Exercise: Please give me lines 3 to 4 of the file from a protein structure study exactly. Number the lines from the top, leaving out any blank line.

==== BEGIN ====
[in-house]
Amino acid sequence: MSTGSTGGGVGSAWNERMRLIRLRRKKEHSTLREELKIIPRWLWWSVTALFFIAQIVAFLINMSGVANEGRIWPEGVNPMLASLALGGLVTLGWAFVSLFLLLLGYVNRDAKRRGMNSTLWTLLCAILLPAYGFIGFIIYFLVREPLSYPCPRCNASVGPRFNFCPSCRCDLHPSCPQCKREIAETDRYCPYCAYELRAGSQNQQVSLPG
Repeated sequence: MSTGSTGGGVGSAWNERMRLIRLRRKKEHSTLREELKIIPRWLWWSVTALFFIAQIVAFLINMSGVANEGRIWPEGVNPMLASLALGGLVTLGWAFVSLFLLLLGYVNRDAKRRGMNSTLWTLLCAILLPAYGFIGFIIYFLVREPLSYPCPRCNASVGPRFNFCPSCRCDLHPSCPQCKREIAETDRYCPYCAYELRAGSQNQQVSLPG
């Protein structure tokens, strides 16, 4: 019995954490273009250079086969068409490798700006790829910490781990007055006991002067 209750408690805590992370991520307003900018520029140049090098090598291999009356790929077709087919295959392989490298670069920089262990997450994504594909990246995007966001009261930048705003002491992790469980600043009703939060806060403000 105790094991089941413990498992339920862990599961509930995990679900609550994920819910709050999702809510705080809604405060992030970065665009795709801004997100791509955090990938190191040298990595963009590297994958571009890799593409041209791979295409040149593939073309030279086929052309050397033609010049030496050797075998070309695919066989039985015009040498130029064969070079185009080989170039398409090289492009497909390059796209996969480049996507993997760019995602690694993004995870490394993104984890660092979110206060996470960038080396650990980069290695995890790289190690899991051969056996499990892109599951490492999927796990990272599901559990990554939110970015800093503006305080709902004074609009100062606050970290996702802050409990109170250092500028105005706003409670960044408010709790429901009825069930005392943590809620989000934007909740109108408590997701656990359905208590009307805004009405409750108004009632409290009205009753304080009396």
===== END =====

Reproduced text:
Repeated sequence: MSTGSTGGGVGSAWNERMRLIRLRRKKEHSTLREELKIIPRWLWWSVTALFFIAQIVAFLINMSGVANEGRIWPEGVNPMLASLALGGLVTLGWAFVSLFLLLLGYVNRDAKRRGMNSTLWTLLCAILLPAYGFIGFIIYFLVREPLSYPCPRCNASVGPRFNFCPSCRCDLHPSCPQCKREIAETDRYCPYCAYELRAGSQNQQVSLPG
């Protein structure tokens, strides 16, 4: 019995954490273009250079086969068409490798700006790829910490781990007055006991002067 209750408690805590992370991520307003900018520029140049090098090598291999009356790929077709087919295959392989490298670069920089262990997450994504594909990246995007966001009261930048705003002491992790469980600043009703939060806060403000 105790094991089941413990498992339920862990599961509930995990679900609550994920819910709050999702809510705080809604405060992030970065665009795709801004997100791509955090990938190191040298990595963009590297994958571009890799593409041209791979295409040149593939073309030279086929052309050397033609010049030496050797075998070309695919066989039985015009040498130029064969070079185009080989170039398409090289492009497909390059796209996969480049996507993997760019995602690694993004995870490394993104984890660092979110206060996470960038080396650990980069290695995890790289190690899991051969056996499990892109599951490492999927796990990272599901559990990554939110970015800093503006305080709902004074609009100062606050970290996702802050409990109170250092500028105005706003409670960044408010709790429901009825069930005392943590809620989000934007909740109108408590997701656990359905208590009307805004009405409750108004009632409290009205009753304080009396």